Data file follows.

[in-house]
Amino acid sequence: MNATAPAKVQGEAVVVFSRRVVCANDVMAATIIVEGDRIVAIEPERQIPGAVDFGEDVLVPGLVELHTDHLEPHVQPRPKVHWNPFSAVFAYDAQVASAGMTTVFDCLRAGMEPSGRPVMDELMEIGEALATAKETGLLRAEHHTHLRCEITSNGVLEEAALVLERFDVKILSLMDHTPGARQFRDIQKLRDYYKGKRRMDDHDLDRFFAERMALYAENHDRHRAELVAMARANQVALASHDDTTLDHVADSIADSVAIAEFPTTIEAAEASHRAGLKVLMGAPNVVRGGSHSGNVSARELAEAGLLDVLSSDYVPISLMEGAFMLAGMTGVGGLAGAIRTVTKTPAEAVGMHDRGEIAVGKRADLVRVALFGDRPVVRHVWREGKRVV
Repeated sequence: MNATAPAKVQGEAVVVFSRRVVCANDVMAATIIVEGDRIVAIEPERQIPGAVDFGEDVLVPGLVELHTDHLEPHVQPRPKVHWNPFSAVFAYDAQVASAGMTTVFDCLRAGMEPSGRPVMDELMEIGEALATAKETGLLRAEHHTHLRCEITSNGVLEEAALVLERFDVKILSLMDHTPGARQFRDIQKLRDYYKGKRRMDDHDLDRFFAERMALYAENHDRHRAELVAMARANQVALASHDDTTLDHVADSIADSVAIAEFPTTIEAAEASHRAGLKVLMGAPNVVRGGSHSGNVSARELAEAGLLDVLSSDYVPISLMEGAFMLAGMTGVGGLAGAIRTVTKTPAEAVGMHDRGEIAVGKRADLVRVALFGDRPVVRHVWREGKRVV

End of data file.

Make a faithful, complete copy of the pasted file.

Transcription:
[in-house]
Amino acid sequence: MNATAPAKVQGEAVVVFSRRVVCANDVMAATIIVEGDRIVAIEPERQIPGAVDFGEDVLVPGLVELHTDHLEPHVQPRPKVHWNPFSAVFAYDAQVASAGMTTVFDCLRAGMEPSGRPVMDELMEIGEALATAKETGLLRAEHHTHLRCEITSNGVLEEAALVLERFDVKILSLMDHTPGARQFRDIQKLRDYYKGKRRMDDHDLDRFFAERMALYAENHDRHRAELVAMARANQVALASHDDTTLDHVADSIADSVAIAEFPTTIEAAEASHRAGLKVLMGAPNVVRGGSHSGNVSARELAEAGLLDVLSSDYVPISLMEGAFMLAGMTGVGGLAGAIRTVTKTPAEAVGMHDRGEIAVGKRADLVRVALFGDRPVVRHVWREGKRVV
Repeated sequence: MNATAPAKVQGEAVVVFSRRVVCANDVMAATIIVEGDRIVAIEPERQIPGAVDFGEDVLVPGLVELHTDHLEPHVQPRPKVHWNPFSAVFAYDAQVASAGMTTVFDCLRAGMEPSGRPVMDELMEIGEALATAKETGLLRAEHHTHLRCEITSNGVLEEAALVLERFDVKILSLMDHTPGARQFRDIQKLRDYYKGKRRMDDHDLDRFFAERMALYAENHDRHRAELVAMARANQVALASHDDTTLDHVADSIADSVAIAEFPTTIEAAEASHRAGLKVLMGAPNVVRGGSHSGNVSARELAEAGLLDVLSSDYVPISLMEGAFMLAGMTGVGGLAGAIRTVTKTPAEAVGMHDRGEIAVGKRADLVRVALFGDRPVVRHVWREGKRVV